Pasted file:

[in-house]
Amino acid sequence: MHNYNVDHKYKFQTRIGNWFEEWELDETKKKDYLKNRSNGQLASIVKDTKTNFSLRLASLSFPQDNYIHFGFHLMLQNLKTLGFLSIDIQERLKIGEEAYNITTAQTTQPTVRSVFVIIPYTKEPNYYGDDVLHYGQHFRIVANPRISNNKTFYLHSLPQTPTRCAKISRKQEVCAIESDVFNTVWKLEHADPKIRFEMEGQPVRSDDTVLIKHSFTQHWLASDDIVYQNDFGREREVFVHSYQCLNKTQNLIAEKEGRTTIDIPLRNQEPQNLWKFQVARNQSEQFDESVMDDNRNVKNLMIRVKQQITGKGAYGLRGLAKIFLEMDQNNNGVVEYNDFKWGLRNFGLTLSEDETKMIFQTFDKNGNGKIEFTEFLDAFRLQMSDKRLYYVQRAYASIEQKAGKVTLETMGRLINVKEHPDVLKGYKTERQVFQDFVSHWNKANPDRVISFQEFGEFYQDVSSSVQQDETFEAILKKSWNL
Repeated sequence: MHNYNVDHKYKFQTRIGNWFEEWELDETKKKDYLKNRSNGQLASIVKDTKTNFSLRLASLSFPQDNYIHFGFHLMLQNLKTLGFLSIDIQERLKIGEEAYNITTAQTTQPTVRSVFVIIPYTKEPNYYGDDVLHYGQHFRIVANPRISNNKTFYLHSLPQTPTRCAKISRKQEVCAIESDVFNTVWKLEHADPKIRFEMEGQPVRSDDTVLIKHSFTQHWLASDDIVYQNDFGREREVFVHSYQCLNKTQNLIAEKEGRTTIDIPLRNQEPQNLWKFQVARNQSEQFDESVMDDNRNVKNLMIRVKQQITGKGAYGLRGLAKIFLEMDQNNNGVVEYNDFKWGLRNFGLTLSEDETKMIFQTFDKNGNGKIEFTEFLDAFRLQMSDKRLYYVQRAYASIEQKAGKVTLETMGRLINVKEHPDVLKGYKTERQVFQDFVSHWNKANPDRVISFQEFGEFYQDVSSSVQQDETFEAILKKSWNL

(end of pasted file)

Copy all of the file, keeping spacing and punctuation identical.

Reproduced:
[in-house]
Amino acid sequence: MHNYNVDHKYKFQTRIGNWFEEWELDETKKKDYLKNRSNGQLASIVKDTKTNFSLRLASLSFPQDNYIHFGFHLMLQNLKTLGFLSIDIQERLKIGEEAYNITTAQTTQPTVRSVFVIIPYTKEPNYYGDDVLHYGQHFRIVANPRISNNKTFYLHSLPQTPTRCAKISRKQEVCAIESDVFNTVWKLEHADPKIRFEMEGQPVRSDDTVLIKHSFTQHWLASDDIVYQNDFGREREVFVHSYQCLNKTQNLIAEKEGRTTIDIPLRNQEPQNLWKFQVARNQSEQFDESVMDDNRNVKNLMIRVKQQITGKGAYGLRGLAKIFLEMDQNNNGVVEYNDFKWGLRNFGLTLSEDETKMIFQTFDKNGNGKIEFTEFLDAFRLQMSDKRLYYVQRAYASIEQKAGKVTLETMGRLINVKEHPDVLKGYKTERQVFQDFVSHWNKANPDRVISFQEFGEFYQDVSSSVQQDETFEAILKKSWNL
Repeated sequence: MHNYNVDHKYKFQTRIGNWFEEWELDETKKKDYLKNRSNGQLASIVKDTKTNFSLRLASLSFPQDNYIHFGFHLMLQNLKTLGFLSIDIQERLKIGEEAYNITTAQTTQPTVRSVFVIIPYTKEPNYYGDDVLHYGQHFRIVANPRISNNKTFYLHSLPQTPTRCAKISRKQEVCAIESDVFNTVWKLEHADPKIRFEMEGQPVRSDDTVLIKHSFTQHWLASDDIVYQNDFGREREVFVHSYQCLNKTQNLIAEKEGRTTIDIPLRNQEPQNLWKFQVARNQSEQFDESVMDDNRNVKNLMIRVKQQITGKGAYGLRGLAKIFLEMDQNNNGVVEYNDFKWGLRNFGLTLSEDETKMIFQTFDKNGNGKIEFTEFLDAFRLQMSDKRLYYVQRAYASIEQKAGKVTLETMGRLINVKEHPDVLKGYKTERQVFQDFVSHWNKANPDRVISFQEFGEFYQDVSSSVQQDETFEAILKKSWNL